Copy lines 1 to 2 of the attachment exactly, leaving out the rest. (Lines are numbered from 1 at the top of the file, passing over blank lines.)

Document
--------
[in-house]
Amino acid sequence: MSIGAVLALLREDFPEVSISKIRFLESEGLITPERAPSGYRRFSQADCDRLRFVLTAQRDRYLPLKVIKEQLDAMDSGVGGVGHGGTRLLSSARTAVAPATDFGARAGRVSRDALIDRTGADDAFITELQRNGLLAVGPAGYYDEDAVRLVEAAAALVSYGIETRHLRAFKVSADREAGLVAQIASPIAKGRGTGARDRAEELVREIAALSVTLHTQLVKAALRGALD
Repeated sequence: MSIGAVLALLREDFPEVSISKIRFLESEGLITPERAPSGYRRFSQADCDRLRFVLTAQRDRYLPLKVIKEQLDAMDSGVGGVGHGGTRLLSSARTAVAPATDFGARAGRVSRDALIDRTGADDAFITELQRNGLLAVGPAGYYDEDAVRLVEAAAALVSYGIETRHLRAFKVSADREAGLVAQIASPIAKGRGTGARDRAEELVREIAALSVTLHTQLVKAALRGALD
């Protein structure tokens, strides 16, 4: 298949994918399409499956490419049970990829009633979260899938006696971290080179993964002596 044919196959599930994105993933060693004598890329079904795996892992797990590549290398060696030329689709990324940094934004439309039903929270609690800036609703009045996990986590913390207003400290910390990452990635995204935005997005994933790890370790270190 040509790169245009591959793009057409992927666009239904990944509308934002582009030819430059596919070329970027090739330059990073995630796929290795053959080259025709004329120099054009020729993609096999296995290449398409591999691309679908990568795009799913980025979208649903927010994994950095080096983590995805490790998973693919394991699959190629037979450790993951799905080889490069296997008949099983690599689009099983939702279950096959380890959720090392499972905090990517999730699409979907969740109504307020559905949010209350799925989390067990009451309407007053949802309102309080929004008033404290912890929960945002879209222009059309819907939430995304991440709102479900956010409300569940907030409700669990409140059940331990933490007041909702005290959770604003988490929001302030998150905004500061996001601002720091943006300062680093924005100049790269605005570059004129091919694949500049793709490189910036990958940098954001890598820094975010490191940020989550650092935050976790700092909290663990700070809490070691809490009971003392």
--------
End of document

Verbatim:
[in-house]
Amino acid sequence: MSIGAVLALLREDFPEVSISKIRFLESEGLITPERAPSGYRRFSQADCDRLRFVLTAQRDRYLPLKVIKEQLDAMDSGVGGVGHGGTRLLSSARTAVAPATDFGARAGRVSRDALIDRTGADDAFITELQRNGLLAVGPAGYYDEDAVRLVEAAAALVSYGIETRHLRAFKVSADREAGLVAQIASPIAKGRGTGARDRAEELVREIAALSVTLHTQLVKAALRGALD